This article provides an overview of how you can secure a
database so that it is not changed or copied by other Microsoft Access users.
This article assumes that you have a thorough understanding of the
pieces that make up the Microsoft Access security model: workgroups, accounts,
ownership, and permissions. For more information about the Microsoft Access
security model, you can obtain the "Security Wizard and White Paper for Version
For information about how to download the "Security
Wizard and White Paper for Version 2.0," please see the following article in
the Microsoft Knowledge Base: 122036
ACC2: Security Wizard and White Paper for Access 2.0 Available
an overview of how to secure a database in Microsoft Access version 7.0, search
the Help index for "security, user-level security" and display the topic,
"Secure a database using the Security Wizard."
For an overview of
how to secure a database in Microsoft Access 97, search the Help index for
"security, overview" and display the topic, "Secure a database." Scroll to the
bottom of the topic and click the link to "Secure a database with the
User-Level Security Wizard."
Three common mistakes you can make when you create a
database that enable other Microsoft Access users to circumvent security are as
- You create the database and its objects while you are
logged in as the Admin user.
- You do not remove the default Users group permissions that
are granted in full for all objects.
- Your distributed application includes the same SYSTEM.MDA
file used to create the database. In the SYSTEM.MDA, the Admin account has no
password and is a member of the Admins group.
To protect your database from being changed by other Microsoft
Access users, follow these steps:
- Open the Workgroup Administrator (WRKGADM.EXE) file and
create a new system database (SYSTEM.MDA in versions 1.0 and 2.0; SYSTEM.MDW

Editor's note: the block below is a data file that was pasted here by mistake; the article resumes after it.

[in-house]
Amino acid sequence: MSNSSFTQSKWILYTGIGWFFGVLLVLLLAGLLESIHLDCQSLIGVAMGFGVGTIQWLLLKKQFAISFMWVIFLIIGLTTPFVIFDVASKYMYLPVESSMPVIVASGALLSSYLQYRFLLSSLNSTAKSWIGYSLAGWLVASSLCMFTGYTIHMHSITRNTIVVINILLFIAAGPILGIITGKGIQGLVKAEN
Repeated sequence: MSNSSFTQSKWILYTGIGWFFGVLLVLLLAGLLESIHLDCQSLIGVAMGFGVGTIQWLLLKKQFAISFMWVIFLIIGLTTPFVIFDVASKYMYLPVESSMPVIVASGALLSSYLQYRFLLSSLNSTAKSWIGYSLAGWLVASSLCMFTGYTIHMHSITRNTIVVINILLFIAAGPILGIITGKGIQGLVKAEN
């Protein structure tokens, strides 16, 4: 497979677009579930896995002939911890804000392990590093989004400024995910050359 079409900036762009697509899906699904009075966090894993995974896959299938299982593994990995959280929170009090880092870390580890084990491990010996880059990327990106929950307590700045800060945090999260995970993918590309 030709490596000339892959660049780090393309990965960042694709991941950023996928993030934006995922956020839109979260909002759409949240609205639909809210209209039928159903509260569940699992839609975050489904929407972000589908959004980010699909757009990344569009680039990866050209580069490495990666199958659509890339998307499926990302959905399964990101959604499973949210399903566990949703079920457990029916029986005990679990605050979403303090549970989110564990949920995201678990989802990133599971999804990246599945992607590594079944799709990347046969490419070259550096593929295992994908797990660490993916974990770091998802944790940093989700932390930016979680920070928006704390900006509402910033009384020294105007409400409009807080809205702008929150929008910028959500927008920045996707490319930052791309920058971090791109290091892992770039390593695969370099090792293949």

for version 7.0 or later) that has a unique Name, Organization, and Workgroup
- Start Microsoft Access and open any database.
- On the Security menu, click Change Password. Assign a
password to the Admin user account.
- On the Security menu, click Users. Create a new user
account, and then add the account to the Admins group.
- In the Users box, select the Admin user name. Remove the
Admin account from the Admins group.
- On the File menu, click Exit. Restart Microsoft Access and
log in as the new user you created in step 4.
- Create a new database.
- On the Security menu, click Permissions. By making the
selections in the Object Type box, remove the default Users group permissions
for the following objects that appear in the Object Name box:
- <Current Database>
- <New Tables/Queries>
- <New Forms>
- <New Reports>
- <New Macros>
- <New Modules>
- Import all of the objects from your original database into
the new database.
- Create other group and user accounts as necessary.
- Assign group and user permissions to your objects as
- Close the database, and then use the Encrypt/Decrypt
Database command to encrypt the database. (This step is optional.)
Microsoft Access "Building Applications," version 2.0,
Chapter 14, "Securing Your Application," pages 313-344
Article ID: 132143 - Last Review: January 19, 2007 - Revision: 4.2
- Microsoft Access 2.0 Standard Edition
- Microsoft Access 95 Standard Edition
- Microsoft Access 97 Standard Edition
Retired KB Content Disclaimer
This article was written about products for which Microsoft no longer offers support. Therefore, this article is offered "as is" and will no longer be updated.